General Motors' Self-Driving Plans Hit a Snag

Cruise Automation's Kyle Vogt, center, stands with co-founder Daniel Kan (left) and GM president Dan Ammann (right) in this photo taken last month. Vogt is now suing a former colleague who claims he was also a co-founder of the company, which GM agreed to acquire last month. Image source: General Motors.

General Motors made waves in tech circles last month when it said it had agreed to buy tiny San Francisco-based start-up company Cruise Automation. But now, the deal may have hit a snag. One of Cruise's founders has sued a former employee, alleging that he has claimed to be a co-founder of the company and thus entitled to a share of the purchase price.

Will this hold up GM's self-driving push?

What's going on: Cruise founder Kyle Vogt and Jeremy Guillory have filed claims and counterclaims in Superior Court in San Francisco, disputing the nature of a partnership between the two at the time of the formation of Cruise Automation.

Cruise Automation makes technology that allows cars to be converted to self-driving vehicles. GM agreed to acquire the company last month; the purchase price hasn't been disclosed, but multiple reports have suggested that it could be as much as $1 billion.

According to a Reuters report, Vogt initially sued Giuillory, saying that Guillory had made "extortionary" claims to him after the GM deal was announced. Guilllory countersued late last week, saying that he had originally developed Cruise's technology before he and Vogt agreed to work together in Oct. 2013 -- and that Vogt had said that Guillory would own half of the newly formed Cruise Automation.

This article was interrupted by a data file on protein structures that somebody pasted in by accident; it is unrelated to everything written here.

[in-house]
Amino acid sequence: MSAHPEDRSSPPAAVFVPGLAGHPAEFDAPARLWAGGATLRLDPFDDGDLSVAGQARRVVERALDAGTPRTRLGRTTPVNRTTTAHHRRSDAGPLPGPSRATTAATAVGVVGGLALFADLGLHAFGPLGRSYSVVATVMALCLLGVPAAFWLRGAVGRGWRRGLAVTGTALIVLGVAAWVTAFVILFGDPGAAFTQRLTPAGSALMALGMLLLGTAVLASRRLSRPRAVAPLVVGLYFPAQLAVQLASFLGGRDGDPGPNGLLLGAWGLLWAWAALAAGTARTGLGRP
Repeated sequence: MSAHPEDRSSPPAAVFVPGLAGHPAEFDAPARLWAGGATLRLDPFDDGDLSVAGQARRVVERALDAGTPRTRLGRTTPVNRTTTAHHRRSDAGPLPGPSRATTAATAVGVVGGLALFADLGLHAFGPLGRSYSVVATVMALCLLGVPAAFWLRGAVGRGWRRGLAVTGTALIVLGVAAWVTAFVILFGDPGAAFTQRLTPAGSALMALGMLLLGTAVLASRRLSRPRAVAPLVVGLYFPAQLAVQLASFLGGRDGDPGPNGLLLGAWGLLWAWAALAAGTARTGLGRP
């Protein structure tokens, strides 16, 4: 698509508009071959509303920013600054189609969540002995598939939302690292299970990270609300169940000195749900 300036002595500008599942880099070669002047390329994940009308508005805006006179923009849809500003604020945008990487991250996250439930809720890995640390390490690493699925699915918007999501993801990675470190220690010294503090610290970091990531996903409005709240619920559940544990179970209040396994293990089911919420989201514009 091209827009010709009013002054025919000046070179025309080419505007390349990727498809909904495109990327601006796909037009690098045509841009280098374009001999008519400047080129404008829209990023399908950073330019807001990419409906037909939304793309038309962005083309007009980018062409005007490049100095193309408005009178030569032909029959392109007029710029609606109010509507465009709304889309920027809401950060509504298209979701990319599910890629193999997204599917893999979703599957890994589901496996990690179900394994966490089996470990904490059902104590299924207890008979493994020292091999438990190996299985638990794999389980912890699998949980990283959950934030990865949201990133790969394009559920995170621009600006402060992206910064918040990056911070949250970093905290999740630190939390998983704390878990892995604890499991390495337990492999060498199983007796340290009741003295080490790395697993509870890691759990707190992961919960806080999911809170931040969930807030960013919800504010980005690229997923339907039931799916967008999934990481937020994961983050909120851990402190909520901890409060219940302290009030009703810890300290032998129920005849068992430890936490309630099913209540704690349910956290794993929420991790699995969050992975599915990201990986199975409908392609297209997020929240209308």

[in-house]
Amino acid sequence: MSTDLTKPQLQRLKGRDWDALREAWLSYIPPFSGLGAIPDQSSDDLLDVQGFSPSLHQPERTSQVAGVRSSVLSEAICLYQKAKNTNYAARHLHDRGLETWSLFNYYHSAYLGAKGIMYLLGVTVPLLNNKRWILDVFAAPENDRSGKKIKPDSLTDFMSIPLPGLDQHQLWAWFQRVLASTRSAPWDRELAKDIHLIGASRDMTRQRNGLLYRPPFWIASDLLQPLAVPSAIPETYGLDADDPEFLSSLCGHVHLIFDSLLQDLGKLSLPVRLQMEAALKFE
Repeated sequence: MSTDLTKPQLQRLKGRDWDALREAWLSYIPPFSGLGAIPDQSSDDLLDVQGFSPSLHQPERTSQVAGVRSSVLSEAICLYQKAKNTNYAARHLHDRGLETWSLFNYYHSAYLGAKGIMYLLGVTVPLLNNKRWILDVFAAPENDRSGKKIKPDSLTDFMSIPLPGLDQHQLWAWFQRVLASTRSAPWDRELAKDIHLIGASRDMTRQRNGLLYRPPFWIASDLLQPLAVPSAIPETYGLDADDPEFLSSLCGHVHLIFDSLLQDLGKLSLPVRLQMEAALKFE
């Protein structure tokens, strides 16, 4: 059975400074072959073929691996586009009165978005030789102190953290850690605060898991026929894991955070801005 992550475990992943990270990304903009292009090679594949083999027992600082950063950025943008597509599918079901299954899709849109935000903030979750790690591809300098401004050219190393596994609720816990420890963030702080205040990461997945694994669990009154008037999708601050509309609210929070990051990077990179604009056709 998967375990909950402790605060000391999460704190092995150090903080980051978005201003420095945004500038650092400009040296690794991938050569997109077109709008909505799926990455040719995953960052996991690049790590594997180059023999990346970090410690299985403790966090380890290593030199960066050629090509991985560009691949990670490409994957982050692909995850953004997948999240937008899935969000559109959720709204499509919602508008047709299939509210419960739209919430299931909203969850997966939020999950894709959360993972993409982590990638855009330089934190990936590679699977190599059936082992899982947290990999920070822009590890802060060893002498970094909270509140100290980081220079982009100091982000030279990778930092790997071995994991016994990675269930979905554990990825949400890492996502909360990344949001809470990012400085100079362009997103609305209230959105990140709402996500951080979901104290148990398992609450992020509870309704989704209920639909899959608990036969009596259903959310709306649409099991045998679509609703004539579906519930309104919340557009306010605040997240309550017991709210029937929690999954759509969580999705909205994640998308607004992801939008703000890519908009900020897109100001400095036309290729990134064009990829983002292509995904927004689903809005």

Guillory's complaint alleges that Vogt said he no longer wanted to work with Guillory just one month later, in November of 2013. Cruise demonstrated its technology on a retrofitted Audi sedan about five month later, according to the Reuters report.

What it means for GM: GM doesn't seem to think it means a whole lot. The company said in a brief statement that it's aware of the litigation but that it expects its acquisition of Cruise to close on schedule during the second quarter of 2016.

It's not yet clear why GM is willing to pay such a big price for Cruise, a tiny company that employed roughly 40 people at the time of GM's announcement. It's believed that there's something in Cruise's software that GM considers to be a breakthrough in self-driving technology -- something that's worth at least $1 billion to the global auto giant. But it may be a year or more before we know exactly what moved GM to make such an aggressive offer to Cruise's founders.

What is clear is that Cruise is pushing ahead with a rapid expansion in the wake of the GM announcement. The company has over 20 job openings listed on its otherwise meager website.

What's next for GM and Cruise: Disputes like this aren't uncommon when a huge offer arrives for an early stage start-up. The horse-trading that goes on as founders attempt to first turn an idea into a company is often remembered very differently by the participants later on when a nine- or 10-digit offer for the company suddenly appears.

Publicly, at least, GM is untroubled by the dispute. To be fair, GM probably knows that it will be able to pay somebody for the company by quarter-end. But whether these lawsuits will hold up the deal -- or affect Vogt's ability to help advance the technology once Cruise is part of General Motors -- is unclear right now. We'll be watching.

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John Rosevear owns shares of General Motors. The Motley Fool recommends General Motors. Try any of our Foolish newsletter services free for 30 days. We Fools may not all hold the same opinions, but we all believe that considering a diverse range of insights makes us better investors. The Motley Fool has a disclosure policy.

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